Cleaning Without Chemicals: Environmentally Friendly Cleaning Products

Learn about environmentally friendly cleaning products without harmful acids and pollutants from the author of Clean House, Clean Planet.

| June/July 1997

Eco-friendly company puts environment before profit. The author of the author of Clean House, Clean Planet shares information on cleaning without chemicals using environmentally friendly cleaning products. 

Karen Logan has decided to clean up cleaning, specifically cleaning (house. She wants you to throw out your cleaning products and make your own. "Life on the Planet," which sells and packages eco-friendly, non-toxic environmentally friendly cleaning products and a new book, Clean House, Clean Planet, published by Simon & Schuster, provides recipes and research for ways to avoid dangerous chemicals found in most household cleaning products.

Environment Before Profit

Logan's previous research and volunteer work at Fred Segal ecology research center in Los Angeles has exposed her to frightening information about chemicals, especially the chemicals in cleaning products:

  • Extremely dangerous hydrofluoric acid, which can penetrate right through flesh to the bone without any warning signs of pain, is a completely legal chemical to include in a commercially sold rust remover.
  • Companies are not required to list all the ingredients or their concentrations on the labels.
  • In 1989, the Environmental Protection Agency (EPA) came to the conclusion that indoor air carries a higher risk for personal exposure to toxic chemicals than outdoor air. Many of these "unfriendly chemicals" are coming from cleaning products.

According to Logan, these "unfriendly chemicals" and "cleaning products" can be found in many major brandname products such as Pine-Sol, Tilex, X-14, Endust, Raid, Black Flag, Old English Wood Polish, Comet, Bon Ami, Lysol Disinfectant Spray, Spic and Span, and Soft Scrub. Cleansers may contain anything from a mere bit of bleach to large doses of ethanol. Side effects can vary from nausea and vomiting to chemical pneumonia.

New-found information and a baby on the way helped Logan decide to make her own cleaning products out of nontoxic ingredients such as club soda, olive oil, liquid soap, and baking soda. She then decided to store these eco-friendly products in recycled plastic containers with personally designed labels that list ingredients and an effectiveness rating. It took exactly six months for this project to turn into a company and a new book. Logan hopes the public will be as responsive as her publishers.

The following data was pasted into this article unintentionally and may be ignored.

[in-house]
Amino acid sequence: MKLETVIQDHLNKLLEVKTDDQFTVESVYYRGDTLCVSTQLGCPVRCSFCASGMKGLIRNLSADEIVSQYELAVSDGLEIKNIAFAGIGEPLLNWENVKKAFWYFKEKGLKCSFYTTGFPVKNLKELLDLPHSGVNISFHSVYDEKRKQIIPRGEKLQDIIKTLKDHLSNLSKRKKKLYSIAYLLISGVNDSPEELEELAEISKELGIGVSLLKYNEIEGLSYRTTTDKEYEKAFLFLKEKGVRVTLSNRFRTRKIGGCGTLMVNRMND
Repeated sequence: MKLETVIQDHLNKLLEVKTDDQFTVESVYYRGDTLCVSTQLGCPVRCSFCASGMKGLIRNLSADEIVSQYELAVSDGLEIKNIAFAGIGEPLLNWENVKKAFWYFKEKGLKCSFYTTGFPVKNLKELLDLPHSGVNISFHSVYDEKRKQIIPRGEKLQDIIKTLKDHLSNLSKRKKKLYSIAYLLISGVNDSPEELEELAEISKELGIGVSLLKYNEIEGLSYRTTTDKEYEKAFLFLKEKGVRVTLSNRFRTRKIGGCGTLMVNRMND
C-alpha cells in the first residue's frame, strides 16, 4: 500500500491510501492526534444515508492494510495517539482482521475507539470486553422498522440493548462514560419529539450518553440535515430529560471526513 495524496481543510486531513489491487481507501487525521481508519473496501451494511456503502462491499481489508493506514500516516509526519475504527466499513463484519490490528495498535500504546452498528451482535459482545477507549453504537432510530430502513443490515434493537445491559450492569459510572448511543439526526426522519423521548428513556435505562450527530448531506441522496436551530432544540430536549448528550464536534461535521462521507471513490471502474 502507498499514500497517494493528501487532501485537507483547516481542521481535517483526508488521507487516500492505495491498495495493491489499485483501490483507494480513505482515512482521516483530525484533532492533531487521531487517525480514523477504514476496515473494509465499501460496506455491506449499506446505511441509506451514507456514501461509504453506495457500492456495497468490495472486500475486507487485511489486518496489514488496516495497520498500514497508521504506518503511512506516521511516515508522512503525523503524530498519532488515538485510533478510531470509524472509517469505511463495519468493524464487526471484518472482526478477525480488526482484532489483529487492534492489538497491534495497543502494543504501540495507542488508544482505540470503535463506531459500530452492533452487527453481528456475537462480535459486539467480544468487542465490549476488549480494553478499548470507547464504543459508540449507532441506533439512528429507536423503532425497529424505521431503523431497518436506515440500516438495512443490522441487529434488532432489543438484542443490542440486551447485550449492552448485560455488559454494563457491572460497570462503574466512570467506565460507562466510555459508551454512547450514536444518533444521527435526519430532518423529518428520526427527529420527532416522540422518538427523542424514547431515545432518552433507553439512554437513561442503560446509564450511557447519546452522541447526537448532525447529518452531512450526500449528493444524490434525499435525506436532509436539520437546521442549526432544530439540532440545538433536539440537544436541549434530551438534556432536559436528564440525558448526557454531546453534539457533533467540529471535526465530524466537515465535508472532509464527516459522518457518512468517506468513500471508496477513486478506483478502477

Clean House, Clean Planet

Clean House, Clean Planet is full of scientific research outlining which cleaning products are harmful and why we should worry about the cleaning agents we use.

6/12/2009 1:54:13 PM

Jan - I have the book, and looked at the recipe you are referring to. It does not go in a "spray" bottle, but rather a "squirt" bottle, kind of like the one you'd see for dish washing liquid, Dawn or the like. (See p.22 for an explanatory picture.) As far as consistency, I would suggest adding a bit more water, or a tiny bit more vinegar. Either of those should thin it out a little bit. Keep in mind, you want it kind of thick, so it will stick to the sides of the bowl like the commercial ones do. Hope that helps at all. Good Luck! - Diana

Jan Kooistra
5/13/2009 11:41:59 AM

Like Robbin, I've been trying to locate Karen Logan or her company, to no avail. I just made a batch of her toilet cleaner (from her book), and it has the consistency of cake frosting. I can't even get it through a funnel into the spray bottle, and can't imagine how, if I ever get it into the bottle, I'll ever spray it out, given it's more like cake batter than a liquid cleaner. Is this woman bogus, or what? Thanks, Jan

12/19/2008 9:36:54 PM

I've been trying to contact Life on the Planet to get the bottles and some more information. The number listed in the book and the one you list here are no longer in service. Do you know if Karen Logan is still in business? Regards, Robbin

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